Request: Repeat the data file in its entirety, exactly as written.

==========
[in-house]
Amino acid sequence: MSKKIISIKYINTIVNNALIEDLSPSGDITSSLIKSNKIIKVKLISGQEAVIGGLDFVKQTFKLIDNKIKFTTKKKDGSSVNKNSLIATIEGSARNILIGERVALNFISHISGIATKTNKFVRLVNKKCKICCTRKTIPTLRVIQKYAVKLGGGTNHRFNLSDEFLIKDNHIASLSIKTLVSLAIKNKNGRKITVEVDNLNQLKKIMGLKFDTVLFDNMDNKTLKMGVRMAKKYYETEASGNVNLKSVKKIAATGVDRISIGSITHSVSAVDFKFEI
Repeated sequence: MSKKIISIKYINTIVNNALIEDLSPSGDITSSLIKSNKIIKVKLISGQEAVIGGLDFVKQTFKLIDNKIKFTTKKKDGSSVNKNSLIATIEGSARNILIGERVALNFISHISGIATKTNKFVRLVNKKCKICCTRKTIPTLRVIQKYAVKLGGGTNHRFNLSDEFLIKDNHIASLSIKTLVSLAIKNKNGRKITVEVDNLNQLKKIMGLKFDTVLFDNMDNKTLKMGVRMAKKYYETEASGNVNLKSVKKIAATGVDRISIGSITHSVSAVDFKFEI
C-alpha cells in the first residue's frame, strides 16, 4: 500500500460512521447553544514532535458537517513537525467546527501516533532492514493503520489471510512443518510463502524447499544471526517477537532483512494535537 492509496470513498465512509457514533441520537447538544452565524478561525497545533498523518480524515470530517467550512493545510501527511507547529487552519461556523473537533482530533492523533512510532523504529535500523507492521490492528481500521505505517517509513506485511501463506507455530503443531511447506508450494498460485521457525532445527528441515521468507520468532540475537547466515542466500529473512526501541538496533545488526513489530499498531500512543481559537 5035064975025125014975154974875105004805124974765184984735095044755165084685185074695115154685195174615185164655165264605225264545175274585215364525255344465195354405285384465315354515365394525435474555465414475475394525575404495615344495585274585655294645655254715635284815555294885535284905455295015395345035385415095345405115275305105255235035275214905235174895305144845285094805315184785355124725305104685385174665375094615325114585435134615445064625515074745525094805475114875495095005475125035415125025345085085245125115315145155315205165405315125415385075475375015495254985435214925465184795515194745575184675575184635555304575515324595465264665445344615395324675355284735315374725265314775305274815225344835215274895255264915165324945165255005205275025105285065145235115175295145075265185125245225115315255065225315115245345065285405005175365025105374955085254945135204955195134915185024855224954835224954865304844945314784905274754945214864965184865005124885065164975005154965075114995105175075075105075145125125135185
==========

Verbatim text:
[in-house]
Amino acid sequence: MSKKIISIKYINTIVNNALIEDLSPSGDITSSLIKSNKIIKVKLISGQEAVIGGLDFVKQTFKLIDNKIKFTTKKKDGSSVNKNSLIATIEGSARNILIGERVALNFISHISGIATKTNKFVRLVNKKCKICCTRKTIPTLRVIQKYAVKLGGGTNHRFNLSDEFLIKDNHIASLSIKTLVSLAIKNKNGRKITVEVDNLNQLKKIMGLKFDTVLFDNMDNKTLKMGVRMAKKYYETEASGNVNLKSVKKIAATGVDRISIGSITHSVSAVDFKFEI
Repeated sequence: MSKKIISIKYINTIVNNALIEDLSPSGDITSSLIKSNKIIKVKLISGQEAVIGGLDFVKQTFKLIDNKIKFTTKKKDGSSVNKNSLIATIEGSARNILIGERVALNFISHISGIATKTNKFVRLVNKKCKICCTRKTIPTLRVIQKYAVKLGGGTNHRFNLSDEFLIKDNHIASLSIKTLVSLAIKNKNGRKITVEVDNLNQLKKIMGLKFDTVLFDNMDNKTLKMGVRMAKKYYETEASGNVNLKSVKKIAATGVDRISIGSITHSVSAVDFKFEI
C-alpha cells in the first residue's frame, strides 16, 4: 500500500460512521447553544514532535458537517513537525467546527501516533532492514493503520489471510512443518510463502524447499544471526517477537532483512494535537 492509496470513498465512509457514533441520537447538544452565524478561525497545533498523518480524515470530517467550512493545510501527511507547529487552519461556523473537533482530533492523533512510532523504529535500523507492521490492528481500521505505517517509513506485511501463506507455530503443531511447506508450494498460485521457525532445527528441515521468507520468532540475537547466515542466500529473512526501541538496533545488526513489530499498531500512543481559537 5035064975025125014975154974875105004805124974765184984735095044755165084685185074695115154685195174615185164655165264605225264545175274585215364525255344465195354405285384465315354515365394525435474555465414475475394525575404495615344495585274585655294645655254715635284815555294885535284905455295015395345035385415095345405115275305105255235035275214905235174895305144845285094805315184785355124725305104685385174665375094615325114585435134615445064625515074745525094805475114875495095005475125035415125025345085085245125115315145155315205165405315125415385075475375015495254985435214925465184795515194745575184675575184635555304575515324595465264665445344615395324675355284735315374725265314775305274815225344835215274895255264915165324945165255005205275025105285065145235115175295145075265185125245225115315255065225315115245345065285405005175365025105374955085254945135204955195134915185024855224954835224954865304844945314784905274754945214864965184865005124885065164975005154965075114995105175075075105075145125125135185